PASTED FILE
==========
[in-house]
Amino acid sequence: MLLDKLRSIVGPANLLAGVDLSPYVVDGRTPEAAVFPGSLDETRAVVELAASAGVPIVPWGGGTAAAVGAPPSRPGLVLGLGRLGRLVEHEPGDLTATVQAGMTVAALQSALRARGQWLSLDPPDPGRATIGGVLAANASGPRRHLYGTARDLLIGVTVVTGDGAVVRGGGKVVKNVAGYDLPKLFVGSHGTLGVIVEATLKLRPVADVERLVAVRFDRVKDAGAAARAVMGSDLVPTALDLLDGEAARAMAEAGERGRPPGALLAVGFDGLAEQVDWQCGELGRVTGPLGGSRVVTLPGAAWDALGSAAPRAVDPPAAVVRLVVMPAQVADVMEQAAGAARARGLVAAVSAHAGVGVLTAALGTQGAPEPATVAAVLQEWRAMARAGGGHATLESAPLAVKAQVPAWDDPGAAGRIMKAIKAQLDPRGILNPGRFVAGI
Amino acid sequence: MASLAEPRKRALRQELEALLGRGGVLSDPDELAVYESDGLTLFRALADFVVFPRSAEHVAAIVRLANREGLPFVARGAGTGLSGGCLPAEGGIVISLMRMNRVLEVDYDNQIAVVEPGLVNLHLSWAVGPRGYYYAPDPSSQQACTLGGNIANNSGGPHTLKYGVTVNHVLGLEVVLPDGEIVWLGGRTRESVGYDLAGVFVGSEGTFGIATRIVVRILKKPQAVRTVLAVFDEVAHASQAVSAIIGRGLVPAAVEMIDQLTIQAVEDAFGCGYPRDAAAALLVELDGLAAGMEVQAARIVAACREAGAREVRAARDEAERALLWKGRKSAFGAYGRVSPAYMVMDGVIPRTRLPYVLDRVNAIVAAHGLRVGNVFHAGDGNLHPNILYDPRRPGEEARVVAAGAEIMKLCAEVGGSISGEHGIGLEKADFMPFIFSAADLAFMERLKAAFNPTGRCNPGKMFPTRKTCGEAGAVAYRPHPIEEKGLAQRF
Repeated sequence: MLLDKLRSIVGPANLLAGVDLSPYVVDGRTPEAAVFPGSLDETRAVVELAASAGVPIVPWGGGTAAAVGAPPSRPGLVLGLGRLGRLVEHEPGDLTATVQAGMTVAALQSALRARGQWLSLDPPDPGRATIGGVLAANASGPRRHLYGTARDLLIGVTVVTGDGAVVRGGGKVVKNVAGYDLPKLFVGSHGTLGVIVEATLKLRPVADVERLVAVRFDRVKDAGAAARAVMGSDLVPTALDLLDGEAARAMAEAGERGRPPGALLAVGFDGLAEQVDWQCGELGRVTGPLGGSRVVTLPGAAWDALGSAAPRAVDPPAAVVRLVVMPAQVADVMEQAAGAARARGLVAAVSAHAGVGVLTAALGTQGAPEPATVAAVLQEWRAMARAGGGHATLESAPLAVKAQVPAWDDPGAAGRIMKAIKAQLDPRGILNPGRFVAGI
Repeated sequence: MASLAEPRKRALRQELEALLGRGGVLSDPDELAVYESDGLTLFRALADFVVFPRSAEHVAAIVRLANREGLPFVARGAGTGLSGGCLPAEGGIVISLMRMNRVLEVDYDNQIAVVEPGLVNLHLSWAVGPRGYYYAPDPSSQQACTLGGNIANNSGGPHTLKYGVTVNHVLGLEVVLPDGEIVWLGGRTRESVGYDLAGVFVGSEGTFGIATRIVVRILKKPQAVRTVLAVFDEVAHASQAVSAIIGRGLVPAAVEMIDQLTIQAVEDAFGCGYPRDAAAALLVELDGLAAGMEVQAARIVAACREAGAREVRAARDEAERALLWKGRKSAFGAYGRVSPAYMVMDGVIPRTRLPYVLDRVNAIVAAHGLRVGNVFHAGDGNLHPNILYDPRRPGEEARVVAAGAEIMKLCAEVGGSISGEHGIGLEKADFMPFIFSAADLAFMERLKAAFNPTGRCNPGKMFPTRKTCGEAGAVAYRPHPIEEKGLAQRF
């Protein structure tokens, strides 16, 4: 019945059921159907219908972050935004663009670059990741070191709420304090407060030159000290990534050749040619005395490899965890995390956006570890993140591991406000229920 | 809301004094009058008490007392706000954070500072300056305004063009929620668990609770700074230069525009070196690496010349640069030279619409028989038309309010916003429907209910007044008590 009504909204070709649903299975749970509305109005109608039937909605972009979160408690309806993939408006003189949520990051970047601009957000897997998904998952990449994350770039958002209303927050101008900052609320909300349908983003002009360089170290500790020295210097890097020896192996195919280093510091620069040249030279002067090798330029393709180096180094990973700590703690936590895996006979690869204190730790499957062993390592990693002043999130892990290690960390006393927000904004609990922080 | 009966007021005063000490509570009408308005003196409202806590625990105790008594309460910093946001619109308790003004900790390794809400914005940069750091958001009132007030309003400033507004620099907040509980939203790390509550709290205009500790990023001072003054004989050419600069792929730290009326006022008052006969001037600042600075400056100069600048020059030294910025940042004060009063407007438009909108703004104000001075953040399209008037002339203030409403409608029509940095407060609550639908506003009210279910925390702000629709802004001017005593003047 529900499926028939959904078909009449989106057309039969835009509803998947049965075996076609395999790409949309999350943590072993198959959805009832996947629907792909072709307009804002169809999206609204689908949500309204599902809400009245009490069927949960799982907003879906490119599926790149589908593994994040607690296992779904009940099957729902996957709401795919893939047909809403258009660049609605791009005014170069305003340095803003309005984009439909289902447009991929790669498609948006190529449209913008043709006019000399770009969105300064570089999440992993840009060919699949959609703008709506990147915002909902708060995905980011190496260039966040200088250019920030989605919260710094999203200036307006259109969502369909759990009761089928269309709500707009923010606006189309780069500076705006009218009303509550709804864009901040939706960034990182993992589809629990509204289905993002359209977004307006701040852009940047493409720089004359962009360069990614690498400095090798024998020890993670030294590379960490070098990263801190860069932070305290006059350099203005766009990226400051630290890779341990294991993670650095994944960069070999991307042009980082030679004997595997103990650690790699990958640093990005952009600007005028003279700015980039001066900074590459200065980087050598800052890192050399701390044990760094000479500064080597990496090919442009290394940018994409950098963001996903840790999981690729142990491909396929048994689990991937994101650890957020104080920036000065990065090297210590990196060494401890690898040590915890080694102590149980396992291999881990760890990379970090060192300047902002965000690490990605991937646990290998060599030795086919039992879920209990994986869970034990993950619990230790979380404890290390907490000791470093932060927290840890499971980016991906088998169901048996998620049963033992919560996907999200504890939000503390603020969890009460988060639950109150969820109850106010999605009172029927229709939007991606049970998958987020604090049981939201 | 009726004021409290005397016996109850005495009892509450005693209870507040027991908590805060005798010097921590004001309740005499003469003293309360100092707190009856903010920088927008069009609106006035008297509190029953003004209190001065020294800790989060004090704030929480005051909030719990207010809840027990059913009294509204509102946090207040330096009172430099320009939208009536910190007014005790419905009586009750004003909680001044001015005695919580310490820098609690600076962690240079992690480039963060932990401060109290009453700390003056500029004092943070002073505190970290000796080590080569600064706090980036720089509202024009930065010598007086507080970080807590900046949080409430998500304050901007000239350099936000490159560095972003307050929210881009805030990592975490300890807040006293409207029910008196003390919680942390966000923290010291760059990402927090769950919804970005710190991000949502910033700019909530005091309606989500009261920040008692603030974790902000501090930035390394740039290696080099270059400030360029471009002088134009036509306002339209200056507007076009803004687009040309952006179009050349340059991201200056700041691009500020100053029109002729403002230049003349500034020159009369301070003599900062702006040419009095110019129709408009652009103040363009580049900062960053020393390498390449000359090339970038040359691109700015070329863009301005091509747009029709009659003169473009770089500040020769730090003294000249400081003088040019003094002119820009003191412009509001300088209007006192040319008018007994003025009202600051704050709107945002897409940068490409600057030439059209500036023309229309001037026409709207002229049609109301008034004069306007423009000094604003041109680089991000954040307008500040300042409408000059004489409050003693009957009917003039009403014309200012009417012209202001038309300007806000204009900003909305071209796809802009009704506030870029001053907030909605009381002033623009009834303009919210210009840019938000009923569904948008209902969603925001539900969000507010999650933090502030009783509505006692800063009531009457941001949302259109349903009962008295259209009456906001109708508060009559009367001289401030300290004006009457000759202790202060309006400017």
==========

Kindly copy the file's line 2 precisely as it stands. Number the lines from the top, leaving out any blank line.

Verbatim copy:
Amino acid sequence: MLLDKLRSIVGPANLLAGVDLSPYVVDGRTPEAAVFPGSLDETRAVVELAASAGVPIVPWGGGTAAAVGAPPSRPGLVLGLGRLGRLVEHEPGDLTATVQAGMTVAALQSALRARGQWLSLDPPDPGRATIGGVLAANASGPRRHLYGTARDLLIGVTVVTGDGAVVRGGGKVVKNVAGYDLPKLFVGSHGTLGVIVEATLKLRPVADVERLVAVRFDRVKDAGAAARAVMGSDLVPTALDLLDGEAARAMAEAGERGRPPGALLAVGFDGLAEQVDWQCGELGRVTGPLGGSRVVTLPGAAWDALGSAAPRAVDPPAAVVRLVVMPAQVADVMEQAAGAARARGLVAAVSAHAGVGVLTAALGTQGAPEPATVAAVLQEWRAMARAGGGHATLESAPLAVKAQVPAWDDPGAAGRIMKAIKAQLDPRGILNPGRFVAGI